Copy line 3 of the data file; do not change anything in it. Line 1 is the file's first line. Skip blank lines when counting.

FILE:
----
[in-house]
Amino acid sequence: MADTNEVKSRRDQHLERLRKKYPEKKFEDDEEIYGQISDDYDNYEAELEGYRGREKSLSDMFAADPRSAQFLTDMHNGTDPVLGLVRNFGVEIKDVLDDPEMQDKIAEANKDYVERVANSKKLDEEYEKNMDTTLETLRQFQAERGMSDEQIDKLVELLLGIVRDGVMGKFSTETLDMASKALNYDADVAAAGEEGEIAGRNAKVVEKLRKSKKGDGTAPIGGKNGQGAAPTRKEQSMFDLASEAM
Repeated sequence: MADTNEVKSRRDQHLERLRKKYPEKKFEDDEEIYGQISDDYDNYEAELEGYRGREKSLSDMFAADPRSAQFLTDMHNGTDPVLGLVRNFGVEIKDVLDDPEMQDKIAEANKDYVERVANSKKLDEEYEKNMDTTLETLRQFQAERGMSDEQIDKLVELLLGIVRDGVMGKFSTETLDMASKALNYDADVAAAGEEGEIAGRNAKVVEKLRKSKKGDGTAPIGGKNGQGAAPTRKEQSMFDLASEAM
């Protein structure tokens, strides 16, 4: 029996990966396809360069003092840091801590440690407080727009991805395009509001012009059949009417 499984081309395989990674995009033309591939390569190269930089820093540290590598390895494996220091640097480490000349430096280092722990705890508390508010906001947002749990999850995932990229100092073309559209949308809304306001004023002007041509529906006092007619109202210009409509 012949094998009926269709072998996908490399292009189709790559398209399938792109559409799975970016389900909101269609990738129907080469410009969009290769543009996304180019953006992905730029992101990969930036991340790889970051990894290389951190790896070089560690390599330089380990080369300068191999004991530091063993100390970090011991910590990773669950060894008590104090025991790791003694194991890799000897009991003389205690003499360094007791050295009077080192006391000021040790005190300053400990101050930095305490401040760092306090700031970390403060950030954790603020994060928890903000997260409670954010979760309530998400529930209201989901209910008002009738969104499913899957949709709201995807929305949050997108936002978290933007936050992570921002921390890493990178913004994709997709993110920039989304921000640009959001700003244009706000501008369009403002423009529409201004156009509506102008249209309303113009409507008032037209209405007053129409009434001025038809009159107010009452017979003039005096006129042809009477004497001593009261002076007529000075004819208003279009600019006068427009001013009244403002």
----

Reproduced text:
Repeated sequence: MADTNEVKSRRDQHLERLRKKYPEKKFEDDEEIYGQISDDYDNYEAELEGYRGREKSLSDMFAADPRSAQFLTDMHNGTDPVLGLVRNFGVEIKDVLDDPEMQDKIAEANKDYVERVANSKKLDEEYEKNMDTTLETLRQFQAERGMSDEQIDKLVELLLGIVRDGVMGKFSTETLDMASKALNYDADVAAAGEEGEIAGRNAKVVEKLRKSKKGDGTAPIGGKNGQGAAPTRKEQSMFDLASEAM